A cozy, rainy day is nearly impossible to beat (and it’s especially welcome after the hot year we had)!

An image of a wet backyard, complete with green grass, a brick walkway, and a large gazebo. Rain fall from above.

In this week’s new episode of Stream Dream Team, Lee’s been keeping the most terrible of secrets, I’m all about Captain & Tennille (I guess?), and one last time, we travel to the beautiful and emotional world of Violet Evergarden.

Listen to this moving episode right here! 🎙

Paul Thomas Anderson: Superhero Movies Haven’t Ruined Cinema

In an IndieWire article by Ryan Lattanzio:

I mean, look, we’re all nervous about people getting back to the theater, but you know what’s going to get them back in movie theaters? ‘Spider-Man.’ So let’s be happy about that.

Like a cooling oasis in [a desert of bad hot takes about superhero films](https ://www.dandy.cat/2021/10/14/david-fincher-announces.html), Paul Thomas Anderson says that movies and the theatergoing experience will be fine, even if there is more money than ever spent on high budget, blockbuster films. There’s still room for everybody to play. Indeed, it’s the enormous movies like the new Spider-Man film that will allow directors like him to continue doing what he does.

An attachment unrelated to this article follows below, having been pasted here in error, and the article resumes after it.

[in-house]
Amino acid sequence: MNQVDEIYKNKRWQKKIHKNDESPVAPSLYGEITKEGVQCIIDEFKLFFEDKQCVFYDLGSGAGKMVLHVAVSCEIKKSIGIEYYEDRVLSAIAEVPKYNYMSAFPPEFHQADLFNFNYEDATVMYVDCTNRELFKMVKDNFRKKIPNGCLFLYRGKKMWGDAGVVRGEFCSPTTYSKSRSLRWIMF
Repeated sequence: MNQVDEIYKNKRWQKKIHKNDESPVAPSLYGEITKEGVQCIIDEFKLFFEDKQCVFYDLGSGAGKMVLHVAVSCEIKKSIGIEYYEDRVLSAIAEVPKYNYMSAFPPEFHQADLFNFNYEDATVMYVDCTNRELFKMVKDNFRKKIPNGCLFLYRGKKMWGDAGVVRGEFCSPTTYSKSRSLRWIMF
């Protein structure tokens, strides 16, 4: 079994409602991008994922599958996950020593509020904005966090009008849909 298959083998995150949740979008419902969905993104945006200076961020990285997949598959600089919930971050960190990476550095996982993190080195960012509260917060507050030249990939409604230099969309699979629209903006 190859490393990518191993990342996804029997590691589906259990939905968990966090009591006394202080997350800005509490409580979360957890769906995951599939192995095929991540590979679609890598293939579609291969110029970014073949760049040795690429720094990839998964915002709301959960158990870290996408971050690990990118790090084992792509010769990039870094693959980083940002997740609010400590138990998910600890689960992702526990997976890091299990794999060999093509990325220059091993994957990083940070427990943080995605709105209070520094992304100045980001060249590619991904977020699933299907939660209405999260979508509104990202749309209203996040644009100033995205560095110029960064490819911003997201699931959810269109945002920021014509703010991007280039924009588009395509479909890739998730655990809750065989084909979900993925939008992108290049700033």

So it’s a universally held truth that calories don’t count during the holiday season, right?


The Apple TV app interface could undeniably use work. However, I think a lot of its terribleness could be mitigated just by letting me like/dislike items in there.

I want it to stop guessing what I’d like poorly, and instead, just let me tell it.

Title Card: The Edge of Seventeen (2016)

The title card for the film, The Edge of Seventeen.

The Edge of Seventeen was written and directed by Kelly Fremon Craig. It was released in 2016.

The film was produced by Julie Ansell, James L. Brooks, and Richard Sakai, along with Gracie Films, Huayi Brothers Media, Robert Simonds Productions, and STX Entertainment. 🎞

With the purchase of Farrago, along with all the other Rogue Amoeba apps I already have, I feel like I now have absolute control over my computer audio.

Music, sound effects, heck, even the sounds of the birth of the universe! It’s all at my fingertips.

In this week’s new episode of Stream Dream Team, Lee is enjoying the heck out of brinner, I’m less than enthusiastic about the movie, The Night House, and we’re saying a tearful goodbye to our beloved Moonbeam City.